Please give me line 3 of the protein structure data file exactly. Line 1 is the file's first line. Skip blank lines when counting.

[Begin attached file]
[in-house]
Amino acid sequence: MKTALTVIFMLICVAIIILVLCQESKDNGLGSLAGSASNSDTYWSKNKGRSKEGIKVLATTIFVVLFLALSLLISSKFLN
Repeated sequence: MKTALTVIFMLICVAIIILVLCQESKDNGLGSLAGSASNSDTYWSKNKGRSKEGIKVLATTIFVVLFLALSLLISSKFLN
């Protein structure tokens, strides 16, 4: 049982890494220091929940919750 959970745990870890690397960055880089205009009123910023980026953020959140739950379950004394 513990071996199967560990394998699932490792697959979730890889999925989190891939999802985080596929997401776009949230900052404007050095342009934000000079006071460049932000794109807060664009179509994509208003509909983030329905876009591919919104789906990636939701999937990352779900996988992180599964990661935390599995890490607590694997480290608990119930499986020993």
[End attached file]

Repeated sequence: MKTALTVIFMLICVAIIILVLCQESKDNGLGSLAGSASNSDTYWSKNKGRSKEGIKVLATTIFVVLFLALSLLISSKFLN